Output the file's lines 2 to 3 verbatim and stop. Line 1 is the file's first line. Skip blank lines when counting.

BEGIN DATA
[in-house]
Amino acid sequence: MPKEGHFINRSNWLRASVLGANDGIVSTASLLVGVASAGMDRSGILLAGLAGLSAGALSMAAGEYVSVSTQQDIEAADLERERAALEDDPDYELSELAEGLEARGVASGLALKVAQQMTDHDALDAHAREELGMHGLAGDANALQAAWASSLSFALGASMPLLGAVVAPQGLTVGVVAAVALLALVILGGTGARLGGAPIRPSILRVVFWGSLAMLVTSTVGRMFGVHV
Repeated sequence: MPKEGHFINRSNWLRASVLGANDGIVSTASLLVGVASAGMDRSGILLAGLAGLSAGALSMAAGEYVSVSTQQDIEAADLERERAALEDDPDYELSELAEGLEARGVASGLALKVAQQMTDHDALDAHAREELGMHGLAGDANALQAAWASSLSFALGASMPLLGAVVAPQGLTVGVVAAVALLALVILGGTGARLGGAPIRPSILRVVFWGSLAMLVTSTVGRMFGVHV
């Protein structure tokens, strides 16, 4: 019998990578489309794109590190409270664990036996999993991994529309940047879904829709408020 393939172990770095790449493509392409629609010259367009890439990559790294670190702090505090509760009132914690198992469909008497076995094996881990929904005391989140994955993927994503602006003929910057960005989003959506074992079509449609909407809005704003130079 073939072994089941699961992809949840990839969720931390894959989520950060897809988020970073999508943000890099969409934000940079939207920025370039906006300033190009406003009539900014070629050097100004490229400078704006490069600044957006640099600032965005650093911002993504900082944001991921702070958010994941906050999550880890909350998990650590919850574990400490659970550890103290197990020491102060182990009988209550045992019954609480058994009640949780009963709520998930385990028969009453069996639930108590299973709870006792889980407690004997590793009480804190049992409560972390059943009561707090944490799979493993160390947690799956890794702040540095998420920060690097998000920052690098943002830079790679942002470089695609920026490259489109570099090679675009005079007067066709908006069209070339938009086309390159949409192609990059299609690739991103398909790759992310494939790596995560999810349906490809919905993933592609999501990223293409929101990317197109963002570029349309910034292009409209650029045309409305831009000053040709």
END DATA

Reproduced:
Amino acid sequence: MPKEGHFINRSNWLRASVLGANDGIVSTASLLVGVASAGMDRSGILLAGLAGLSAGALSMAAGEYVSVSTQQDIEAADLERERAALEDDPDYELSELAEGLEARGVASGLALKVAQQMTDHDALDAHAREELGMHGLAGDANALQAAWASSLSFALGASMPLLGAVVAPQGLTVGVVAAVALLALVILGGTGARLGGAPIRPSILRVVFWGSLAMLVTSTVGRMFGVHV
Repeated sequence: MPKEGHFINRSNWLRASVLGANDGIVSTASLLVGVASAGMDRSGILLAGLAGLSAGALSMAAGEYVSVSTQQDIEAADLERERAALEDDPDYELSELAEGLEARGVASGLALKVAQQMTDHDALDAHAREELGMHGLAGDANALQAAWASSLSFALGASMPLLGAVVAPQGLTVGVVAAVALLALVILGGTGARLGGAPIRPSILRVVFWGSLAMLVTSTVGRMFGVHV